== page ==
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Messages - HippieLawChick
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« on: September 30, 2009, 11:57:48 PM »
Depended on the class for me. Most professors didn't take attendance. We were generally allowed about 3 absences. I probably missed a total of 6 classes during the three years I was in law school. For classes like Tax, missing anything could be a total disaster. For my criminal procedure class, you could miss a few days and it wouldn't matter much, because the professor just went over the materials we were assigned without adding much.
If you really need to miss class, it sometimes helps to speak to the professor and ask if there is anything you should be focusing on in the reading for the days you are missing. Also, getting notes from 2 different classmates is crucial to see what was emphasized in class.
Missing class here and there is no biggie. Making it a habit is a bad idea.
« on: September 30, 2009, 11:53:45 PM »
I don't think that I am neurotic at all. I just am trying to get away from the constant discussions about huge salaries and big law firms around here. For most people, it is unrealistic. I think that the more visible (BIGLAW) portion of the profession gets too much attention, and many posts here are indicative of that.
If more law schools/pre-law advisors spoke realistically to students about career potential (and earning potential) more people who were going to law school because they aren't sure what else to do with that fabulous liberal arts degree would consider other options more seriously.
« on: September 30, 2009, 11:47:47 PM »
I can tell you this: Many students at my law school with a wide variety of disabilities were permitted special accommodations in testing. The disabilities ranged from dyslexia and severe ADD to other "unknown" disabilities. My guess is that those who didn't discuss why they weren't taking exams with the rest of us (they got to take them later in an interview room alone) had anxiety problems or other psychiatric issues.
If you are concerned about it, make an inquiry with the admissions office anonymously, and they should be able to give you some information.
For those who don't understand how having these issues could cause issues in taking exams, you should look on wikipedia for information about how these illnesses can affect people.
« on: September 24, 2009, 12:51:46 PM »
While I accept your point Ninja1, I think there are still a lot of people here who think they will be one of those earning $100K plus upon graduation. Trying to start a little dialog about reality with some of the people here.
« on: September 24, 2009, 12:50:33 PM »
It worries me that 48 people viewed this thread, and no one has responded. Please please take my advice and think about this in advance!
« on: September 23, 2009, 01:18:46 PM »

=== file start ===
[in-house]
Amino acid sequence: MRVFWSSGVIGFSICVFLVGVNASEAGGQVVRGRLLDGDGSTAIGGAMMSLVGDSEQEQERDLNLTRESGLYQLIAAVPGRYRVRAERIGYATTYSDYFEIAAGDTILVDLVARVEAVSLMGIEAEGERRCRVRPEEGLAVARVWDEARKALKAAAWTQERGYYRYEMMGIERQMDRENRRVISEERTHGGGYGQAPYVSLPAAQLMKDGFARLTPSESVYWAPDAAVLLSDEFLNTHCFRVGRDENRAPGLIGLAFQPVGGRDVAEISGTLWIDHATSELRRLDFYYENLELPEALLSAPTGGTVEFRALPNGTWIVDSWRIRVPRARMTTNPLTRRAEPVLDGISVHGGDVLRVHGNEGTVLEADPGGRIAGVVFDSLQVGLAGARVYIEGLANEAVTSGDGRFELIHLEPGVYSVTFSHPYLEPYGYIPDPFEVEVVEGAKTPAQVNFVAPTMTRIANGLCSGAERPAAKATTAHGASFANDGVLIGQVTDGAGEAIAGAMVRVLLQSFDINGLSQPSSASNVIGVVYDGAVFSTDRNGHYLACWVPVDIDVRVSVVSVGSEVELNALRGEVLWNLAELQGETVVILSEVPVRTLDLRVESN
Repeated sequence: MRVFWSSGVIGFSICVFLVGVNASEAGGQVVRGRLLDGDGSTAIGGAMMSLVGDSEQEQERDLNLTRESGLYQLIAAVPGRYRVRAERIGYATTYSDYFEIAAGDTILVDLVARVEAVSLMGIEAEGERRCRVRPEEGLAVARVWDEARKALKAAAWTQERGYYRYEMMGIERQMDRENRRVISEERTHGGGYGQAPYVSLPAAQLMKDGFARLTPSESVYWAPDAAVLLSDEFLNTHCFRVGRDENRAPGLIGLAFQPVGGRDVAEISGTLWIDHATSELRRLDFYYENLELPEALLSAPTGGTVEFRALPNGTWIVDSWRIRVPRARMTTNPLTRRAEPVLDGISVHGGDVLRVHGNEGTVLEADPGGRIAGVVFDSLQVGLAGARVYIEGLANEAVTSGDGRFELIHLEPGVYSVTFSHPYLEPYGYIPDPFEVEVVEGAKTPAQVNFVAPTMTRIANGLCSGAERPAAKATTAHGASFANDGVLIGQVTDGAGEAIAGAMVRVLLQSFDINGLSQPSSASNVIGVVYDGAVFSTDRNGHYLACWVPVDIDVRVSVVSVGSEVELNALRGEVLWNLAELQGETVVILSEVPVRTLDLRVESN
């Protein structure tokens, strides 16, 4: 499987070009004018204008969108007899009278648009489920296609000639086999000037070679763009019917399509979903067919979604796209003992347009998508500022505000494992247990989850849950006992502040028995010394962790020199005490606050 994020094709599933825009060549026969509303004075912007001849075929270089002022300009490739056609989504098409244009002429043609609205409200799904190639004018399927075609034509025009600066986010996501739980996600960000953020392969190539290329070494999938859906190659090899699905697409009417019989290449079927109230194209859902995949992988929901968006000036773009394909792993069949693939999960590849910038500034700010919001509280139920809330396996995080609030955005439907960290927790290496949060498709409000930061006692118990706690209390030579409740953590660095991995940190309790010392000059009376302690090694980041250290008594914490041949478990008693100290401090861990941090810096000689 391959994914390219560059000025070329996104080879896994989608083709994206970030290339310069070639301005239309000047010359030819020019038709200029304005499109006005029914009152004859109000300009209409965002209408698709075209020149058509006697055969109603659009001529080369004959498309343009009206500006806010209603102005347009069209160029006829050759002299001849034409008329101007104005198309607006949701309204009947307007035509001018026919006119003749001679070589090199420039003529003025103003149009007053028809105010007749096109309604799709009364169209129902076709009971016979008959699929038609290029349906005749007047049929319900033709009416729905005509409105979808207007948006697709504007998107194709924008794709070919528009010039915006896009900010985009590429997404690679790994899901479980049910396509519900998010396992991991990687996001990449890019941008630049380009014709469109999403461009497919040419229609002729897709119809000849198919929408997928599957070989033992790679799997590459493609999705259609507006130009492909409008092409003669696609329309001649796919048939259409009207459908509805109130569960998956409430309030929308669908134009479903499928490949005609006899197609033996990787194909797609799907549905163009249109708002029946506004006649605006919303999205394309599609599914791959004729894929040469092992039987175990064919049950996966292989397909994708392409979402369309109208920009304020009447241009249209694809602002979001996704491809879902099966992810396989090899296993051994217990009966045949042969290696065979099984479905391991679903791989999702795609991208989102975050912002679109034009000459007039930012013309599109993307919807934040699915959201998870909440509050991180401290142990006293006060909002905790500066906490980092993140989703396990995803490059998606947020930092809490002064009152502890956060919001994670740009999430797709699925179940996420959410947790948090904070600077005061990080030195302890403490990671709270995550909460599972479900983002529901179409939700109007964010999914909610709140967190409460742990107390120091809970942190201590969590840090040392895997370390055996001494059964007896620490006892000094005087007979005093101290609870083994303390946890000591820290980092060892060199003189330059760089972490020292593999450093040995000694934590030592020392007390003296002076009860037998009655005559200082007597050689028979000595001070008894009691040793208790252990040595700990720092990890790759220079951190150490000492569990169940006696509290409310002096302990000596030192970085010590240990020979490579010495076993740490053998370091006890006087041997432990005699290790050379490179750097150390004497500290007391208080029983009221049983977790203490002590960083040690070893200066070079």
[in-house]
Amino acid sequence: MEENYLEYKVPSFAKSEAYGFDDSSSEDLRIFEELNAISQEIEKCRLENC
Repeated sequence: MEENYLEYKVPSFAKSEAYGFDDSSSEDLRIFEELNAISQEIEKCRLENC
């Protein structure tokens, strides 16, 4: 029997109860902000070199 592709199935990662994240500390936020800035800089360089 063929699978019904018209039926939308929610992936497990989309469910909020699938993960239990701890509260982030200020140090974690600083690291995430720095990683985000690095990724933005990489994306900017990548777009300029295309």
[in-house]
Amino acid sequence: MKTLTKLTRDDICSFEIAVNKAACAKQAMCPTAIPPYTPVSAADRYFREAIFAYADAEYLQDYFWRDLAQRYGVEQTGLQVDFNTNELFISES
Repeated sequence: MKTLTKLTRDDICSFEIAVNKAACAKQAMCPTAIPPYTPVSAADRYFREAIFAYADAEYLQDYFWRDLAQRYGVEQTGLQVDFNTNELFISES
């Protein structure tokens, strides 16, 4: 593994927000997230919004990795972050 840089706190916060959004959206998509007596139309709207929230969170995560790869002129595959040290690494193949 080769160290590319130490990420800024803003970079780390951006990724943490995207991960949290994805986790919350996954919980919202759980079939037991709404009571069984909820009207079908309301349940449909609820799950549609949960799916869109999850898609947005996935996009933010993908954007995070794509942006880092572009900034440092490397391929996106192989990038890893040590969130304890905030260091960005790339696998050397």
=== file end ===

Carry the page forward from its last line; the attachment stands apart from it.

A year off is not beneficial if you are living in your parents basement. If you are working full time and saving for school, it's brilliant!
« on: September 23, 2009, 01:14:58 PM »
Before law school, I thought I would be kicking butt at it. But I essentially got straight Bs my first semester, and one C my second. That put me at about the 50th percentile.
Boy, I was totally unprepared for that reality. Luckily, I had planned to do public interest work anyway, but if my heart was set on a six-figure salary, I would have been royally SCREWED.
I decided to stick it out and my grades steadily improved, but I was lucky.
What will you do if you are in the bottom half of the class after your first year of law school?
It's a good idea to think about this now, before it actually happens to you!
« on: September 23, 2009, 01:10:33 PM »
This is a terrible idea. What if the property is in foreclosure, and this landlord is about to lose the house? When he does, your rent money goes with him. As a future lawyer, you should be on the alert for things like this.
« on: September 23, 2009, 01:09:18 PM »
Results gained by HLS grads are NOT TYPICAL! Having "fine" grades at my law school will lead directly to post-graduate unemployment in this market.
« on: September 23, 2009, 01:06:05 PM »
In case you all have had your heads in the sand, this is a terrible time to be thinking about law school, unless your parents are paying for it or you have a full scholarship. The job market is terrible, and will continue to be for several years with the near collapse of the BIGLAW hiring model. And since most people don't practice in BIGLAW, I thought you would all like to take a look at this article that sums up salary distributions among law gradshttp://blogs.wsj.com/law/2009/06/30/the-dawning-of-the-end-of-the-bi-modal-era/?mod=relevancy
Essentially, you will probably take on $100K in debt, and earn between $40,000 and $65,000 per year following graduation. (If you can even find a job)
With all this being the case, why are so many people still lining up to go to law school?
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